Facebook changes privacy options

image captionFacebook users will be asked to approve any postings that they are tagged in

Facebook has announced a major revamp of how users control their privacy on the site.

Among the changes, items posted online will each have their own sharing settings determining who can see them.

It is the latest in a long line of attempts by Facebook to streamline how members manage their personal information.

In the past, the social network has been criticised for seeming to bury privacy settings in obscure menus.

image captionPostings will have their own unique privacy settings

Now when users are tagged in a posting - such as a photograph or video - they will have the option to confirm or remove their identity before it appears on their profile.

It is hoped the safeguard will eliminate the problem of malicious tagging, which is often used by cyberbullies who add other people's names to unpleasant images.

Other changes include:

  • In line controls - each item on a user's wall has individual privacy options, such as public, friends and custom
  • Tag takedown - the ability to remove tags of self, ask the person who tagged you to remove it, or block the tagger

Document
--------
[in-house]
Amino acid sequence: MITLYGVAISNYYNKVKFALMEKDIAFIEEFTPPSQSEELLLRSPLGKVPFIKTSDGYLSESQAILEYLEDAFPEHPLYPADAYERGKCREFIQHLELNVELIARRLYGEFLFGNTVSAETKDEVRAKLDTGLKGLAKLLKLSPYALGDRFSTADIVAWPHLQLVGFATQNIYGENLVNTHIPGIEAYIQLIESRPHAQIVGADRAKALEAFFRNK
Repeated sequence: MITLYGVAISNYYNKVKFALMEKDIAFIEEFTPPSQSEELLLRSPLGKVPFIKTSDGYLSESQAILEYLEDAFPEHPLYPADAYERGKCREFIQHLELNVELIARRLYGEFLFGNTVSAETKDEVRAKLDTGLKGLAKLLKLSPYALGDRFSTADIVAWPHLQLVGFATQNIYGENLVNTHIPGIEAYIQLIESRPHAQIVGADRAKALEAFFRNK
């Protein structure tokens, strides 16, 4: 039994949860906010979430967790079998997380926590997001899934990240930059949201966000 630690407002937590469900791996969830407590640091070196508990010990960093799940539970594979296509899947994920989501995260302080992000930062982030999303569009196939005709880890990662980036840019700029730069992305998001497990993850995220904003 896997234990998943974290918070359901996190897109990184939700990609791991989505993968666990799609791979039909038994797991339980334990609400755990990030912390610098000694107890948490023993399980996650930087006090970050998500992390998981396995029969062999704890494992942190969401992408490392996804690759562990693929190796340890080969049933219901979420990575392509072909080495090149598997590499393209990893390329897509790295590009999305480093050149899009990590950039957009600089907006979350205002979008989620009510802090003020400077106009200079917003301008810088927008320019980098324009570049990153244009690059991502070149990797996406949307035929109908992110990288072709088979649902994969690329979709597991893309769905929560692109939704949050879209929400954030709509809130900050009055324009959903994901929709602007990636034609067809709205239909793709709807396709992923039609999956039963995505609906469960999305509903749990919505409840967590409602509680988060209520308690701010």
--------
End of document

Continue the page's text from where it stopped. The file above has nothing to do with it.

• Universal tagging - users can tag anyone, not just Facebook friends. Other person can choose not to accept the tagged post on their profile
  • Location tagging - geographic locations can be added in all versions of Facebook, not just mobile app
  • Profile view - the option to see how others view your profile is added above the news feed

Facebook's vice-president of product, Chris Cox said that the arrival of another privacy refresh did not necessarily mean the old system was confusing.

"I don't think the old controls were bad. I just think the new ones are much better," he told BBC News.

"The goal is just to make [the settings] more inline and more immediate, just right there in the profile."

image captionUsers can ask for tags of them to be removed or have the content deleted completely

Mr Cox also played down suggestions that Facebook might be improving its privacy controls as it prepares to extend access to children under 13 - something its founder Mark Zuckerberg has said he would like to see.

"This change is really just about the people that are on Facebook today and the new users who just joined today and making it easier for them.

"This really is not in any way about the under-13 experience," said Mr Cox.

He promised there would not be any unexpected changes to users' privacy settings during the changeover process.

Existing users will retain their current default sharing settings.

The first time new Facebook members share a piece of content, their default suggestion will be public - which replaces the "everyone" setting. If users select another option, that will become their default in future.

The new privacy options will begin to be rolled out across the site from Thursday 25 August.

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